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It looks like Canadian real estate is in for a slower-than-usual autumn. The typical back-to-school September buying rush was notably subdued this year, reveals the latest national market analysis from the Canadian Real Estate Association (CREA).

According to September’s data, home sales have plunged 11 per cent year over year nationwide, though are up slightly from August activity by 2.1 per cent. Three quarters of the local markets tracked by CREA saw a decrease in buyer demand and, compared to the peak experienced in March, is down by 12 per cent.

Check out how prices and sales compare to 2016 activity in Canada’s largest markets in the infographic below.

Is It a Better Time to Be a Buyer?

But does slower buyer demand translate to more favourable conditions for would-be home buyers? Less competition can mean fewer bidding wars, and homes selling for their actual listing price, rather than the low-balled pricing strategies used to drive offers.[home_insurance_square_widget]

However, that may not mean it’s time to make a move on those townhouses for sale in Toronto or Hamilton real estate listings – prices are still on the rise, increasing in all 13 major MLS markets by 2.8 per cent to a national average of $487,000.

It should be noted, though, that this price growth is occurring at a slower pace than last year, and is driven primarily by more affordable housing types – condos are seeing the hottest demand, while sales flag further in the detached segment. Sale rose 19.8 per cent for multi-family housing, followed by townhouses at an increase of 13.5 per cent, and one-storey and two-storey detached homes at 7.9 and 7.2 per cent, respectively.

Buyers should also note that the sales-to-new-listings ratio reveals balanced territory in two thirds of all local markets in 2017. This ratio, which is calculated by dividing the number of new listings for sale by the number of sales, indicates whether demand is outpacing supply, and can help buyers assess how competitive their local market may be. Nationally, the ratio fell slightly, from 57.7 per cent to 55.7 – well within balanced territory, CREA reports. The association considers a ratio between 40 – 60 to be balanced, with levels below and above to be buyer’s and seller’s conditions. The level of inventory, which refers to the amount of time required to completely sell off all available homes for sale, is five months on a national level.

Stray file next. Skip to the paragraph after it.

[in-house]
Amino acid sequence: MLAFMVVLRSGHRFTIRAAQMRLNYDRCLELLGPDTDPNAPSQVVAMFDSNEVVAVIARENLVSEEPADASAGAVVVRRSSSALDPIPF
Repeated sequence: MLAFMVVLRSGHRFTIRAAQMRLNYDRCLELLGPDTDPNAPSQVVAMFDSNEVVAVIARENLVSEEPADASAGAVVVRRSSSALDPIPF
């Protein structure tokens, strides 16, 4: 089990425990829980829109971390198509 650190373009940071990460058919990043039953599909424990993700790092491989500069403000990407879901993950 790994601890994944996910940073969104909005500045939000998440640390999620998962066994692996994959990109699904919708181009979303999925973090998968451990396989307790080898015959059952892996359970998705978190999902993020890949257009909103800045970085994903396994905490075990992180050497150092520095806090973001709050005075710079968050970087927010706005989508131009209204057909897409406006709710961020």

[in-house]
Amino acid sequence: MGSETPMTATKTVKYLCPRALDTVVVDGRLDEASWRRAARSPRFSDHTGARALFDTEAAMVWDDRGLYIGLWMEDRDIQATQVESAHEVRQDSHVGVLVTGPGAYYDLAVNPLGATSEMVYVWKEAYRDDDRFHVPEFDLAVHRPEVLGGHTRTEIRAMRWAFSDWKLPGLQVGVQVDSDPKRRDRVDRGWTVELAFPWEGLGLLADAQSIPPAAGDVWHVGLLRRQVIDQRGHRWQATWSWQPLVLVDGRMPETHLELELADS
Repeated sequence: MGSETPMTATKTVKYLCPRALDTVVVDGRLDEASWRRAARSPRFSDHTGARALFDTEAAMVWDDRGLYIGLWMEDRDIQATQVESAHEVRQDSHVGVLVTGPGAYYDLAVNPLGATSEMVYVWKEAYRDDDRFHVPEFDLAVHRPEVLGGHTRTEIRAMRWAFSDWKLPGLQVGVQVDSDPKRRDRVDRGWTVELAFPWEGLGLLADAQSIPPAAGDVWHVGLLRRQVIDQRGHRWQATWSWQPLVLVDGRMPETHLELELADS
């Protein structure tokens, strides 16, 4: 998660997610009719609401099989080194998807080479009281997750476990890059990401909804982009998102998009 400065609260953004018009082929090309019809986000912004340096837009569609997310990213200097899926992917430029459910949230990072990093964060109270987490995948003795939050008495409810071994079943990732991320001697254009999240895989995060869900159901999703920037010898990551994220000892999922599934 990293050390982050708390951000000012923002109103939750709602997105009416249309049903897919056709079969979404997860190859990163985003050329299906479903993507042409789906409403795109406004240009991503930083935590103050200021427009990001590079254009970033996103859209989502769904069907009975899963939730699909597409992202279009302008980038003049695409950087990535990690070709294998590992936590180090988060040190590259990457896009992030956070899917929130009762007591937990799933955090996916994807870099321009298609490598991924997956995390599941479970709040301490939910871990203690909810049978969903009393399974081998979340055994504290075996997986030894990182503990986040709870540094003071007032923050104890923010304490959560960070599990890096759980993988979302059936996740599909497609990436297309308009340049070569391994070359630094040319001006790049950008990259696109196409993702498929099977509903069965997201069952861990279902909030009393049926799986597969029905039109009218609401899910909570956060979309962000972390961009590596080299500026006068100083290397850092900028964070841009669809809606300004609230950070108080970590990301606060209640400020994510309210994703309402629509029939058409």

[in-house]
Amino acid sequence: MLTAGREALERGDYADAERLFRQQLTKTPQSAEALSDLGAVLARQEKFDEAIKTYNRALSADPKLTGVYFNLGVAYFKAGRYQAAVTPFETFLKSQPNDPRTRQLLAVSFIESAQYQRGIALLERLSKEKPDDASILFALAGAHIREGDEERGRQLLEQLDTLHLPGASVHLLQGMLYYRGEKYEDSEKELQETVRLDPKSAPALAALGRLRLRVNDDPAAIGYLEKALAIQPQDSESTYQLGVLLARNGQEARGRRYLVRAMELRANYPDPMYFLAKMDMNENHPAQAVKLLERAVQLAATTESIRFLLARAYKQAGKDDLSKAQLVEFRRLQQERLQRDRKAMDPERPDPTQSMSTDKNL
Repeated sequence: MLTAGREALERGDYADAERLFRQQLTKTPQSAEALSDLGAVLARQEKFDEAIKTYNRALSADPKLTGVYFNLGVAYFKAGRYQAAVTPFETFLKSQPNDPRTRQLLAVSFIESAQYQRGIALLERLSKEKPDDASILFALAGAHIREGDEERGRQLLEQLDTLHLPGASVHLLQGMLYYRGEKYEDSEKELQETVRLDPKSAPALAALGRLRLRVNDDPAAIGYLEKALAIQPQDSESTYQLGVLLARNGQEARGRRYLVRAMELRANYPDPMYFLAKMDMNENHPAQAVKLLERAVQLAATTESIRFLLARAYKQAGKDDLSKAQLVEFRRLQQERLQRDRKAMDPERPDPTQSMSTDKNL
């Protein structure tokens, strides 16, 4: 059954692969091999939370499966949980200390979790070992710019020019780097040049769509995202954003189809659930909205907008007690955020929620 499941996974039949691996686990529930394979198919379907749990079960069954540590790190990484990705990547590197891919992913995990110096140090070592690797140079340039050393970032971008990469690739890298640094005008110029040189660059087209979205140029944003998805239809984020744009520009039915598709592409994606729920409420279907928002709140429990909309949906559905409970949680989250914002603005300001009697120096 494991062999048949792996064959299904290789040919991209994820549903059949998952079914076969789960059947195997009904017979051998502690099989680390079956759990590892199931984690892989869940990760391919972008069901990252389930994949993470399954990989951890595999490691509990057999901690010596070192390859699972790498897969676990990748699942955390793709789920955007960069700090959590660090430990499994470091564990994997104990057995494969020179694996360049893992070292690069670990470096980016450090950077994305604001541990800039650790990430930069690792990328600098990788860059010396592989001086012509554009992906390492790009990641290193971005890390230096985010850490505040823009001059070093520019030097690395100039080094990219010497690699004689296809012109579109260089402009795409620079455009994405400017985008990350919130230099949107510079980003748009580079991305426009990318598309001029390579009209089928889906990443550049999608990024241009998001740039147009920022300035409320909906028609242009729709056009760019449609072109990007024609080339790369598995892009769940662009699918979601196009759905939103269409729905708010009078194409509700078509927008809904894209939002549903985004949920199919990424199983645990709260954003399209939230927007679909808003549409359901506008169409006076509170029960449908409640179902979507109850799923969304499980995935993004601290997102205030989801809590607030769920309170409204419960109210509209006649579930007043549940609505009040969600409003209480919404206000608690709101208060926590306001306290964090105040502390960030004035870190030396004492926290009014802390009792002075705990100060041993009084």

Too Soon to Call a Trend: CREA

It all points to stabilizing market conditions – but CREA’s analysts warn it’s too soon to tell if a trend is emerging.

“National Sales seems to be stabilizing, While encouraging, it’s too early to tell if this is the beginning of a longer-term trend. The national result continues to be influenced heavily by trends in Toronto and Vancouver but housing market conditions vary widely across Canada,” stated CREA President Andrew Peck. Gregory Klump, the association’s chief economist, pointed to new OSFI mortgage rules, saying that not only could they shake up the market, but also weigh down economic growth.

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